Some Strains Worse on the Brain?
BY HIV Plus Editors
December 01 2009 12:00 AM ET
Are you at greater risk for developing HIV-related dementia? It may depend on the strain of HIV you're infected with, say researchers at Johns Hopkins University School of Medicine.
Their study of HIVers with advanced HIV disease at a Ugandan clinic has shown that 24% of participants infected with HIV subtype A (a viral strain most common in West and Central Africa) developed dementia, but an alarming 89% of those infected with subtype D (found in East and Central Africa) suffered from the condition. HIV subtype B is the strain most prevalent in the United States and Western Europe.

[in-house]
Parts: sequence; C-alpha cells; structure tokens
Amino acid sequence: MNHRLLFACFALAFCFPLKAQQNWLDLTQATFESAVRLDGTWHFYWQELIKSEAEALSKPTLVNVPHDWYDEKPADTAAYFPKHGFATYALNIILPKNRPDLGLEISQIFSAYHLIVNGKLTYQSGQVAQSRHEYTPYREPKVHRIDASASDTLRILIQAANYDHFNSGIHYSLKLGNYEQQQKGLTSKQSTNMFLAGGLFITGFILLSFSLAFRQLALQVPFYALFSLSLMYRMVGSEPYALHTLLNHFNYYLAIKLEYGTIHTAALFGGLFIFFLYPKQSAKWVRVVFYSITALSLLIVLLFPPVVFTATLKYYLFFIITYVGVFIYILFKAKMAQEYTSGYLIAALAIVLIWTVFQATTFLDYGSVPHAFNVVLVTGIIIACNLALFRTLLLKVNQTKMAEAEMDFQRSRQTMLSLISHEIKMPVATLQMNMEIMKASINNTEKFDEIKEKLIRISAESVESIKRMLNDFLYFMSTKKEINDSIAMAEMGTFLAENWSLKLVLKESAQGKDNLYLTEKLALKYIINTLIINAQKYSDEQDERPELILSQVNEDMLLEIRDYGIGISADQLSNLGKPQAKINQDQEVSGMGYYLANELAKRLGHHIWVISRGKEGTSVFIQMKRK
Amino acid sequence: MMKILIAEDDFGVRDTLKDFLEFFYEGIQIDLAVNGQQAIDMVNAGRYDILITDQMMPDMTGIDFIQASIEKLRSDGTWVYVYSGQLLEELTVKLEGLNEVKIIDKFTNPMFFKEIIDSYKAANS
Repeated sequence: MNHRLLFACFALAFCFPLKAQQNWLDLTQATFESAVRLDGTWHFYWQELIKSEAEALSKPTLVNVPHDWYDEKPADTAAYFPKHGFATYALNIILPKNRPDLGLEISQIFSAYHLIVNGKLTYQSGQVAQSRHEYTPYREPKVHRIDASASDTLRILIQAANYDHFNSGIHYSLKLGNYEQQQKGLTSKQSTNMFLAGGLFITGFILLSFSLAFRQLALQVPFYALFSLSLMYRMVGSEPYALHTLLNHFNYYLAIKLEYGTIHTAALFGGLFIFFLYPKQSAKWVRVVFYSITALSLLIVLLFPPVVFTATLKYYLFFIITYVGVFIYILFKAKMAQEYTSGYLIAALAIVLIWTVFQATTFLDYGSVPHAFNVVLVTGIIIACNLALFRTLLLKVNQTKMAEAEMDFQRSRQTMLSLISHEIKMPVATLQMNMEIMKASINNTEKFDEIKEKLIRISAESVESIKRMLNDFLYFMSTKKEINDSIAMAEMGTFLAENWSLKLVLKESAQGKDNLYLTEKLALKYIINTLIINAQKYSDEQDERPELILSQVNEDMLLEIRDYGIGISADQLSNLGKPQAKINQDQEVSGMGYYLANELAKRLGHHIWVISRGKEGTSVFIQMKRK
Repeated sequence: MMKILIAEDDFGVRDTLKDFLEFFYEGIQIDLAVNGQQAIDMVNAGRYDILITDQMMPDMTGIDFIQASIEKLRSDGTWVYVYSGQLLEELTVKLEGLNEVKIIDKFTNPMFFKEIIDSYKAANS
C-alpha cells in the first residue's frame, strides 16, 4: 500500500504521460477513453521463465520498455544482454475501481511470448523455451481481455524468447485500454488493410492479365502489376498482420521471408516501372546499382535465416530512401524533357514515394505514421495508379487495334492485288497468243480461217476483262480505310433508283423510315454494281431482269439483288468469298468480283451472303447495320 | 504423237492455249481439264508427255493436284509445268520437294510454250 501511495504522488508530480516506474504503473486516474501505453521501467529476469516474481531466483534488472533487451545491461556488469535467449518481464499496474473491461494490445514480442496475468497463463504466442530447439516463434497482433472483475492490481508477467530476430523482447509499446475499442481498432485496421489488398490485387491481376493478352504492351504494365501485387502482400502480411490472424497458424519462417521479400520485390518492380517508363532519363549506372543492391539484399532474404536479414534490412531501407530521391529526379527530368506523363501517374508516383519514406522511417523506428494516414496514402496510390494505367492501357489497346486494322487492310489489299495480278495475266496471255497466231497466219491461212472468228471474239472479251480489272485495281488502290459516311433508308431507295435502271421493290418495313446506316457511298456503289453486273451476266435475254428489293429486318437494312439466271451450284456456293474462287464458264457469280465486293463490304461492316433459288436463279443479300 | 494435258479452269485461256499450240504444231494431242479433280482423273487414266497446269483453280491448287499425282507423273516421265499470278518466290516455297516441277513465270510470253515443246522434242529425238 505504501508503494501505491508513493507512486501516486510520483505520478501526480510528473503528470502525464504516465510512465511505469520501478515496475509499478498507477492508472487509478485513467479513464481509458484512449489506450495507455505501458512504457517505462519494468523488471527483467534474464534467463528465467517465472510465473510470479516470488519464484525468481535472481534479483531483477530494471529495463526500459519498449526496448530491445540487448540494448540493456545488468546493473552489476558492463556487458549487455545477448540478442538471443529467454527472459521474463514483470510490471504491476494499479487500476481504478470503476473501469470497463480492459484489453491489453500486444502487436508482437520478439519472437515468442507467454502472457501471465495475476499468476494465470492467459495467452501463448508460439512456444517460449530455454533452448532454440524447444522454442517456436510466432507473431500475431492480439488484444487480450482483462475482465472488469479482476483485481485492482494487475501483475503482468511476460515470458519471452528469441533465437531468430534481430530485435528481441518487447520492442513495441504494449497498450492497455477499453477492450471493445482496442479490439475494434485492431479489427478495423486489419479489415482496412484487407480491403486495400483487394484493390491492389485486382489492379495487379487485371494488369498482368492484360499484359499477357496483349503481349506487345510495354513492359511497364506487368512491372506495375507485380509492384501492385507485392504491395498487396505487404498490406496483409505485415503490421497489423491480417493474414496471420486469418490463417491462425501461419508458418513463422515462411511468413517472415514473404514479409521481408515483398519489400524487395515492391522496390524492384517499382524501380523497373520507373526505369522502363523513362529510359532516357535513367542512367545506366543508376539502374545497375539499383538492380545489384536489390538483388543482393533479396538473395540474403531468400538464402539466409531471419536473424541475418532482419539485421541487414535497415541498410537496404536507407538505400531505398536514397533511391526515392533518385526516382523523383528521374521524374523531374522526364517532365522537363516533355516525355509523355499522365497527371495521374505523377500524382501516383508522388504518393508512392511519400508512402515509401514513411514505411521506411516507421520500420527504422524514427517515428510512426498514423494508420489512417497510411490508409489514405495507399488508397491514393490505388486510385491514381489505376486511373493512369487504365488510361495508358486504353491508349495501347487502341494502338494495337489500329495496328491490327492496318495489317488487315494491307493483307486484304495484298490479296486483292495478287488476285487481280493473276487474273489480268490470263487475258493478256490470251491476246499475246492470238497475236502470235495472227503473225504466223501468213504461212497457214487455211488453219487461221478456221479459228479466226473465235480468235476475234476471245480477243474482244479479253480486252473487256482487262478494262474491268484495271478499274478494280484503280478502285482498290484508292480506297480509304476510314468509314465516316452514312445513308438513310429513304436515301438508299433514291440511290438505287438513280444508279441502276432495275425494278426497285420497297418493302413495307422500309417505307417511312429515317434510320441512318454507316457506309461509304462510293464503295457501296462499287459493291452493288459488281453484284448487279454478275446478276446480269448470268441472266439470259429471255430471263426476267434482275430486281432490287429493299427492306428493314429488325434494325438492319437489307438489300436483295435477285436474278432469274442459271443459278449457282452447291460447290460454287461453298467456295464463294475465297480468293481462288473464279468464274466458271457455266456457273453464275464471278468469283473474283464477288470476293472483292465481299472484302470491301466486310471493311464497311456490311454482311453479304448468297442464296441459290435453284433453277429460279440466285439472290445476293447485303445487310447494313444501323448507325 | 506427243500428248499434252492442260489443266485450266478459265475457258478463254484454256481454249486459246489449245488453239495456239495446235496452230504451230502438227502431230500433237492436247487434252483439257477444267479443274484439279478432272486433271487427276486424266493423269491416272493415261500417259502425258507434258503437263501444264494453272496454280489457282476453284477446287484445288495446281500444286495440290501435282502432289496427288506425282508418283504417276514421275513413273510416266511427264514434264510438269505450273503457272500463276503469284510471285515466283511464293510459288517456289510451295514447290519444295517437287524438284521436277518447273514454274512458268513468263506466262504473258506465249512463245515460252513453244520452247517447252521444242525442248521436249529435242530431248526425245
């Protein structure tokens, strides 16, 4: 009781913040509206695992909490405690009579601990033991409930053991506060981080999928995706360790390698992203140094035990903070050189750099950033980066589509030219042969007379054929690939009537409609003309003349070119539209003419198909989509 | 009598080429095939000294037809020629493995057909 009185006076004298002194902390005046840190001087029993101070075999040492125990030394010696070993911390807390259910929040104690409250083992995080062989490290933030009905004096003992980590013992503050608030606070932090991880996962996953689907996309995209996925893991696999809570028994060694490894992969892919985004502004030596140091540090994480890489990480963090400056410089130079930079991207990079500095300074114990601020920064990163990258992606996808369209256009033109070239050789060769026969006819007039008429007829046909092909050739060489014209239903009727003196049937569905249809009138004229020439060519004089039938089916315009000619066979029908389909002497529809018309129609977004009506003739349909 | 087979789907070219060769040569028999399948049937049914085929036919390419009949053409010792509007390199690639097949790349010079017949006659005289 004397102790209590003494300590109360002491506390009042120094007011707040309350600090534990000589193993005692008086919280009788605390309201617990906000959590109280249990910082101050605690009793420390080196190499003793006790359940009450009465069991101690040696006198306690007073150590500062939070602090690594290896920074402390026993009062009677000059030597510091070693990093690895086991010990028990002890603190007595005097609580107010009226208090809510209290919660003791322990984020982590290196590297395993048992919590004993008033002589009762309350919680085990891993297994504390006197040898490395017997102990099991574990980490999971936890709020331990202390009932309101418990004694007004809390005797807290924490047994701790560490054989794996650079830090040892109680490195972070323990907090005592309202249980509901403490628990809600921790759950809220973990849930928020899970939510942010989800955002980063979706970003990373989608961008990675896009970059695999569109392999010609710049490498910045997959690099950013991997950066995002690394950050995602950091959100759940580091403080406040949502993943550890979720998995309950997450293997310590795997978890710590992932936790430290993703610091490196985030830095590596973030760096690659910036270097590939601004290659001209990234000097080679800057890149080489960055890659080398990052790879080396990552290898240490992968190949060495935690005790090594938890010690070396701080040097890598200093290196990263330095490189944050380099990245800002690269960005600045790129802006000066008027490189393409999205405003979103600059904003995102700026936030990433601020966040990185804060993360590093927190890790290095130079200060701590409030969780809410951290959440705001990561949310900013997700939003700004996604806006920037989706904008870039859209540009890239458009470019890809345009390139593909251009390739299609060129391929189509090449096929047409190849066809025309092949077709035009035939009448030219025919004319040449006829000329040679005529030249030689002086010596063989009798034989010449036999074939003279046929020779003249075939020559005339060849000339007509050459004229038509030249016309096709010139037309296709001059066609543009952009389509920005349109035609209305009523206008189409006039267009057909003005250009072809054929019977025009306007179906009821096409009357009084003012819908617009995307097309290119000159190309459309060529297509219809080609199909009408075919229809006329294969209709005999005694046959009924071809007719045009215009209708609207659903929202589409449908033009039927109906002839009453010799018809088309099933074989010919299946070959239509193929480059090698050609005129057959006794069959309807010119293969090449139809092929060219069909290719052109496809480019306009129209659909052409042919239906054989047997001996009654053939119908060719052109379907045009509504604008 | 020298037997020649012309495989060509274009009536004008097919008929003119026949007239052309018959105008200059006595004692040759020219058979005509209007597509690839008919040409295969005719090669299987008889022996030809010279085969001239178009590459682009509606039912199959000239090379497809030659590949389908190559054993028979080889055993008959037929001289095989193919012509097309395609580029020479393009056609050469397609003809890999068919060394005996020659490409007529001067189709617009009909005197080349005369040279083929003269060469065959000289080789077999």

"These findings provide the first evidence, to our knowledge, to demonstrate that HIV subtypes may have a pathological factor with respect to their capacity to cause cognitive impairment," the researchers conclude in the September 1, 2009 issue of Clinical Infectious Diseases.
Because the researchers aren't sure exactly why HIV subtype D is linked with greater risk of dementia -- or if other viral subtypes are similarly associated with cognitive disorders -- they're planning additional studies.